Argentina’s Surprise

Why Macri Won—And What It Means for the Region

Mauricio Macri gestures to his supporters after the presidential election in Buenos Aires, Argentina, November 22, 2015. Reuters

This weekend’s vanquishing of incumbent Argentinian President Cristina Fernández de Kirchner sent a powerful signal of change to governments across the region, where populism and statist interventions have produced a decade of economic failure.

Mauricio Macri, the mayor of Buenos Aires, was able to triumph over Kirchner because even as her government claimed to be socially progressive, providing public subsidies for poor families and lowering consumer prices, it had brought Argentina to an economic standstill. Without adequate revenue to finance public investment, Kirchner’s economic model plunged Argentina into deep public debt, and the economy stopped growing. As the central government ran out of money, it defaulted on foreign obligations and printed more money, causing inflation to rise more than 25 percent annually. Not surprisingly, the policies—and mounting evidence of public corruption—generated broad resistance. Not helping were the Kirchner administration’s fights with foreign creditors, attempts to submit the independent judiciary to political demands, and alienation of labor unions, once a Peronist stronghold.  Kirchner, once a popular political leader as the widow of former President Nestor Kirchner, lost her appeal in 2013, when a plebiscite defeated her bid for a constitutional reform that would have allowed her to run for a third term.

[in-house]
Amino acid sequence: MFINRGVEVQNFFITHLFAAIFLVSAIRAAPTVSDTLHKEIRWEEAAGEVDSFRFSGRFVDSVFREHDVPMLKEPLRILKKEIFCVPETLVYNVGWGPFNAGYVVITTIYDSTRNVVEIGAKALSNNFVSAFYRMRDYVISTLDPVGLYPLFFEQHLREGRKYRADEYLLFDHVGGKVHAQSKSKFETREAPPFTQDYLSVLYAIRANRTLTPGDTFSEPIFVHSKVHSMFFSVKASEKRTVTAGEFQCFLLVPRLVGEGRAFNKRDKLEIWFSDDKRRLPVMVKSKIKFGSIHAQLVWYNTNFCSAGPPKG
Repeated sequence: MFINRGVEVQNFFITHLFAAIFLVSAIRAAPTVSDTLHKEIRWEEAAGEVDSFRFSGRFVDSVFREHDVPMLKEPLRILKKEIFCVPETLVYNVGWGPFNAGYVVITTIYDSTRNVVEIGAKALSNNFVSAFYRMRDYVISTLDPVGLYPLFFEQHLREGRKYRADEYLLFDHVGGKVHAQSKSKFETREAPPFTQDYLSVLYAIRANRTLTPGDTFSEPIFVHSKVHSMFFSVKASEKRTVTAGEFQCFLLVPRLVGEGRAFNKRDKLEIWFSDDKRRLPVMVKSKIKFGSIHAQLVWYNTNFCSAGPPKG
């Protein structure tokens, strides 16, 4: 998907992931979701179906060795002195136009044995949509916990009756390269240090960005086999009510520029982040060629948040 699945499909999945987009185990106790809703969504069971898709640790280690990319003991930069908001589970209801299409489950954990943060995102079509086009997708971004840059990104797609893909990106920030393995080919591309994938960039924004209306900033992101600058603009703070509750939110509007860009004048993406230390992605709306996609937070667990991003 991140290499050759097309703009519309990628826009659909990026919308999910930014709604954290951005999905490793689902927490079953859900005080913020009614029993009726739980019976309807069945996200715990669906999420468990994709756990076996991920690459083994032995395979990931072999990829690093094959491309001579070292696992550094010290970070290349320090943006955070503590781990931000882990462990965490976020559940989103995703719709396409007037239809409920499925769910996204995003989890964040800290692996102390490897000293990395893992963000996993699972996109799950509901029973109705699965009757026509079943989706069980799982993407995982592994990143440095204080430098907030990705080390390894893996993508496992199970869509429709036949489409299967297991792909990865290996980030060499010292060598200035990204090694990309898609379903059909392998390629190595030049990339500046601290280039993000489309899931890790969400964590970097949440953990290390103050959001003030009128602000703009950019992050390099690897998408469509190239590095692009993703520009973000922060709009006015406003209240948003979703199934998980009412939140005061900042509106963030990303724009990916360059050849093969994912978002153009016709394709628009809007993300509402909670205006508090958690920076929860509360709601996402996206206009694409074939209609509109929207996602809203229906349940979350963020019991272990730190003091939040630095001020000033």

Macri promised change. He defeated Daniel Scioli, the governor of Buenos Aires province and Kirchner’s anointed successor, whose campaign was based on painting Macri as a reactionary who would deprive the poor of social benefits. That campaign backfired badly. Macri, a popular official who had created a new party, Republican Proposal, offered a modern alternative to the outworn rivalry between Peronists on the left and the Radical Party on the right. A skilled public administrator, he eventually won the backing of Radical Party centrists and dissident Peronists, such as Sergio Massa, a popular mayor who led the charge against a possible Kirchner third term. Macri campaigned for negotiation between all democratic political sectors and labor unions as a way to recover national unity and restore

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